Written by contributor Sarah Small of SmallWorld at Home
I have never, in a fit of the frustration that is unique to homeschooling moms, threatened to flag down the proverbial Big Yellow Bus.
But here is the flat-out honest truth: I have wondered every now and then if I should. My oldest son attended public school for kindergarten and first grades. As far as I know, he never desired for one second to go back. But there were times when he was in high school that I would think,
“Is this all going to work out right? What if we’ve messed up his whole life by homeschooling him?”
My daughter loved the Junie B. Jones and Ramona Quimby books. Most of the action in these series occurred at school. Such fun things happened there! Parties, plays, recess, glitter-laden Valentine’s cards. Walking home on tree-lined streets. Crossing the street with Henry Huggins. When she was nine, she saved up all her birthday money to buy a “Play School” kit, complete with name tags, report cards, and a chalkboard. Her dolls and younger brother would be her classroom, and I must say she was a natural teacher.
Sometimes I used to think, “This little girl would love to be in school.”
She’s in middle school now, and again, many of the books she reads and movies she watches take place in a school setting. She knows that kids in public school don’t randomly break out in song a la High School Musical. But every once in a while, she’ll say, “I think it would be fun to be around a bunch of people every day.”
And again, I wonder, “Are we on the right track?”
And then there is my youngest son, who is ten. I would be surprised if he has ever had a yearning to go to public school. For him that would mean giving up climbing trees in the middle of the morning, hopping on his bike at lunch break, and munching a snack while doing math.
But in public school, he would be the leader of the pack—the social pack, that is. He would be friends with everyone, and the teachers would roll their eyes and excuse his talking in class because he’s so darned likable. He’d be the prom king and the boy every girl wants to date. Every now and then, the thought crosses my mind:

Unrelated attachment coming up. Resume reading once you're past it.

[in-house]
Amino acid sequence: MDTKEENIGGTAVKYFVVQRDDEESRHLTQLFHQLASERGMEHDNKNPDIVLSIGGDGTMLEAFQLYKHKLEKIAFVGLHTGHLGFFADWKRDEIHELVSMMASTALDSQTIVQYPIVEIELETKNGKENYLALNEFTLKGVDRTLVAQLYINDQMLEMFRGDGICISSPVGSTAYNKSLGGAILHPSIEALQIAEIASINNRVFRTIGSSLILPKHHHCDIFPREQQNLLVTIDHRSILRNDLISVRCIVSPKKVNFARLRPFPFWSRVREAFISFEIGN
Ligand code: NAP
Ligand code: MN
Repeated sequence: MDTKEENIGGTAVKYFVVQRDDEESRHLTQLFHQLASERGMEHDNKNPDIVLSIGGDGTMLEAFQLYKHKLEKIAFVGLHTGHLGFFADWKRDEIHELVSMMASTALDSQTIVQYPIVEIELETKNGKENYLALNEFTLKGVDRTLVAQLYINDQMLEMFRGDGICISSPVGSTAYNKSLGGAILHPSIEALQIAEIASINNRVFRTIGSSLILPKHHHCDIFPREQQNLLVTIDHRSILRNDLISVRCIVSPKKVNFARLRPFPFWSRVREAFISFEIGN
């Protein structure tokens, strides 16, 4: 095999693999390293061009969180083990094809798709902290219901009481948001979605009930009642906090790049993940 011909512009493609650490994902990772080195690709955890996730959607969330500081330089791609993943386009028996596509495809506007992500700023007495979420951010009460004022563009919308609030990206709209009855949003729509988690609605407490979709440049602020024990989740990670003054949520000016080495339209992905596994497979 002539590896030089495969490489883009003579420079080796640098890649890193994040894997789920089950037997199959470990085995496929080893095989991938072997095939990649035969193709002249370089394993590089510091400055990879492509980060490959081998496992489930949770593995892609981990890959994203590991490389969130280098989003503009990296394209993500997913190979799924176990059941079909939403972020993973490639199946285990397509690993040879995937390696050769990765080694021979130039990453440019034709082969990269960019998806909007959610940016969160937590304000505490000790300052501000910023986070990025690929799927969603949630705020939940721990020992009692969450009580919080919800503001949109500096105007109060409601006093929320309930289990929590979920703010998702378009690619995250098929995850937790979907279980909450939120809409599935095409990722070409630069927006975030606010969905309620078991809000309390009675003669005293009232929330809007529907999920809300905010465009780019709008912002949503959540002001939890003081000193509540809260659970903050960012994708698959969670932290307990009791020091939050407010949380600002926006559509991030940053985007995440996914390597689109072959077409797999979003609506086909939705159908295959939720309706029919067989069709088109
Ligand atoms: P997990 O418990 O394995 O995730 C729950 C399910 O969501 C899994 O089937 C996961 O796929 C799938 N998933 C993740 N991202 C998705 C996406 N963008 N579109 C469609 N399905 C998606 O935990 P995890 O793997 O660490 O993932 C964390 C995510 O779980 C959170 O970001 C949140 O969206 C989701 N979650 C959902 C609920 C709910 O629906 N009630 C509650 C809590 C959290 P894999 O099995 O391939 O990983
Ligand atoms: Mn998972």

“Is he missing some calling in life by not being in public school?”
I will admit to having these kinds of thoughts throughout these 11 years of educating my children at home.
Don’t we all wonder, every now and then, if they are missing out on something? It doesn’t take much for me to snap out of the “missing out” funk. We can watch the nightly news or peruse a few blogs to read stories about public education that make our toes curl. Hearing stories of abuse in my own area school system is certainly like throwing a bucket of cold water over my head.
But truly, it’s the positive results of homeschooling that convince me much more than the negative reports of what’s going on in public schools.
I have the benefit of seeing an outcome: my firstborn, my most experimented-upon guinea pig, is in college. Thriving in a college that is three hours away from home. I can tick off a list of all the things any parent wants:
- his grades are excellent
- he has self-initiative
- he has a good rapport with his professors
- he has friends
- he can navigate in a large city without getting lost much
- he seeks out cultural events
- he eats at least two meals each day
- he can do his own laundry.
Any parent would be satisfied with this outcome.
But the measure of success is so much more that what one sees on the outside.
Here’s the thing: He is embracing life.
He never learned that life is drudgery, that “school” is about waiting for the next Valentine’s Day party. He did not spend 12 years in monotonous routine dictated by the ticking of the clock and the buzzing of alarms.
He never learned that books make you sleepy and teachers are boring people, and that it’s always safest to fly beneath the radar. Photo by Princess K8 He has a deep love of learning. He never learned the art of regurgitation. He’s responsible, yet he has a heart of adventure. He’s willing to take risks, and he’s not worried about what people think. He’s unique and confident in his uniqueness. Because he grew up surrounded by unconditional love, he is emotionally secure.
Any fears that he would be labeled a weirdo because he was homeschooled are put to rest. No one cares; no one asks. And as much as he loves college, he enjoys being home with us, as well.
My husband and I have remarked to each other several times that, had we met our son in college, he would be one of our best friends. We would want to hang out with him. And what’s really awesome? He would want to hang out with us, too.
That bus can just keep passing us by. Whatever doubts I have now and then dissipate when I take but one minute to reflect on what really matters.